I'm having a fabulous time on my tour promoting my new book, Use Your Head To Get Your Foot in the Door: Job Search Secrets No One Else Will Tell You. I've been meeting folks with so many stories that I could write another book on the challenges of today's job market.
Those who have lost their jobs are eager to get back to work. They are motivated and educated, frustrated and aggravated. They are ready to bring their skill sets and experience to an organization and prove their worth. They just want to get back to work.
Those whose jobs are secure for the moment, but are looking to move on, have a different set of concerns. They are grateful to be employed, but are ready to find new challenges or use their abilities somewhere else. They'll keep plugging away until something comes along, but they have their antennae up all the time.
But the one common theme that took me somewhat by surprise is this: It's not all about the money.
Naturally, job hunters expect to be able to pay their bills and maybe have a little left over. But this recession and accompanying ripple effect has made many re-evaluate their requirements in taking a new job, and very high on the list is job satisfaction. At a time when people can't be as picky as they might be in a better economy, doing what you love and what you are good at seems to trump a bigger paycheck.
What breeds loyalty to a company? Why do employees keep working for an organization even when there are other opportunities? Several themes emerged quickly.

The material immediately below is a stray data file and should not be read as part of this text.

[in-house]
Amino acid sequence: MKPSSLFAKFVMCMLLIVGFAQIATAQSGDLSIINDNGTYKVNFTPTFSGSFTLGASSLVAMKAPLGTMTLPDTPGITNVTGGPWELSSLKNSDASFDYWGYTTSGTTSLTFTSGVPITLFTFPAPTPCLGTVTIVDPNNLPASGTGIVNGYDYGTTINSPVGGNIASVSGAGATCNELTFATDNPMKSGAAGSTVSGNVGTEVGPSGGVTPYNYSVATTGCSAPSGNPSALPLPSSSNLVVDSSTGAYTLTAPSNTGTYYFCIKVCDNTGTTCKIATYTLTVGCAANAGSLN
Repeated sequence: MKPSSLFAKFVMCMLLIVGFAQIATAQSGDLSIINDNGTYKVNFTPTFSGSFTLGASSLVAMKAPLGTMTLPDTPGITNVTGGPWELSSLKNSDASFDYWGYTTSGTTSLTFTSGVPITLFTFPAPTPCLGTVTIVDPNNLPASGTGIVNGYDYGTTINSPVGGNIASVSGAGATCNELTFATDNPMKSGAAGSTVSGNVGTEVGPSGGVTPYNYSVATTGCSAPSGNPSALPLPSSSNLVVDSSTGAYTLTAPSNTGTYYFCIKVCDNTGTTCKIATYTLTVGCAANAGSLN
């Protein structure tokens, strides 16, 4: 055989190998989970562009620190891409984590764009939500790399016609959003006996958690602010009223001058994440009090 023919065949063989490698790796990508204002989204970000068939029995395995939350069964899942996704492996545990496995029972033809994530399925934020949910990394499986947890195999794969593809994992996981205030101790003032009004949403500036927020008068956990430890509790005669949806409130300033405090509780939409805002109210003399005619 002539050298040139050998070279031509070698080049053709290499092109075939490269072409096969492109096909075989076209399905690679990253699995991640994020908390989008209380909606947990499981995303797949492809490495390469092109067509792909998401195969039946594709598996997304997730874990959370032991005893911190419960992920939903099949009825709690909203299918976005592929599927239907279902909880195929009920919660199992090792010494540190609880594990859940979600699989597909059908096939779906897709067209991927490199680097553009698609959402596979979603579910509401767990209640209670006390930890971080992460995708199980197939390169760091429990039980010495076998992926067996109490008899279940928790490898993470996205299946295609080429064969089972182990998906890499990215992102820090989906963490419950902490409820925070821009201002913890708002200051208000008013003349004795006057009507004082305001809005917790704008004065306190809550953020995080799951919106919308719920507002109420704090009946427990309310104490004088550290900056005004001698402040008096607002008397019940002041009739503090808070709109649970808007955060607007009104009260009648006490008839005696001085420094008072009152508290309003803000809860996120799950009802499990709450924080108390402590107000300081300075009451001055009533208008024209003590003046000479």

Professional development. Employees who have the opportunity to learn new skills are far more likely to stick around. It's the top reason that people give for staying with an organization. And it doesn't always require that the new skills come in the form of formal education. In this climate of tight budgets, companies are offering fewer education benefits. But smart companies are promoting mentoring within their walls, pairing experience with ambition, and developing employees at all stages of their careers.
Coaching and feedback. Even top performers need to know how they are doing, what's really working and what improvements are necessary. Smart managers understand that every employee wants to feel like their contributions are being noticed. It's a mistake to assume that workers know how things are going just because managers are satisfied with results. When employees begin to wonder whether the company cares about their careers, they think about moving on. Regular reporting or feedback sessions can be brief but are critical to employee job satisfaction -- even when the feedback is less than glowing.
Positive work environment. Many people spend almost as much time at work as they spend away from it, so the work environment matters. Whether it's a factory floor or a corner office, the surroundings and the co-workers influence a big chunk of job satisfaction. Managers need to keep the work flowing; a constructive approach keeps morale up. So does a little fun every now and then. Birthday celebrations and employee recognition needn't be elaborate, but a little stroke goes a long way.
Good bosses. The fact is, people don't really leave jobs, they leave bosses. A great boss provides all of the above, plus takes an appropriate interest in the employee as a person. Consider what happens when a favorite boss leaves the company: an exodus. People who seemed to be happy with their jobs resigned to follow the leader. And that's usually not about the money either, but the person in charge.
When you interview, often one of the last subjects that comes up is salary. It's possible to determine a salary range before you start the whole process, using the going rates in the industry. I always counsel job hunters not to base their decisions solely on the paycheck.
If you take a permanent job merely for the compensation, I'm willing to bet that your job satisfaction will be on the low end of the scale and your frustration will be off the charts. But if it's a job you love, and prove your value to the company, chances are the money will follow.
Mackay's Moral: Money talks, but it shouldn't have the final say.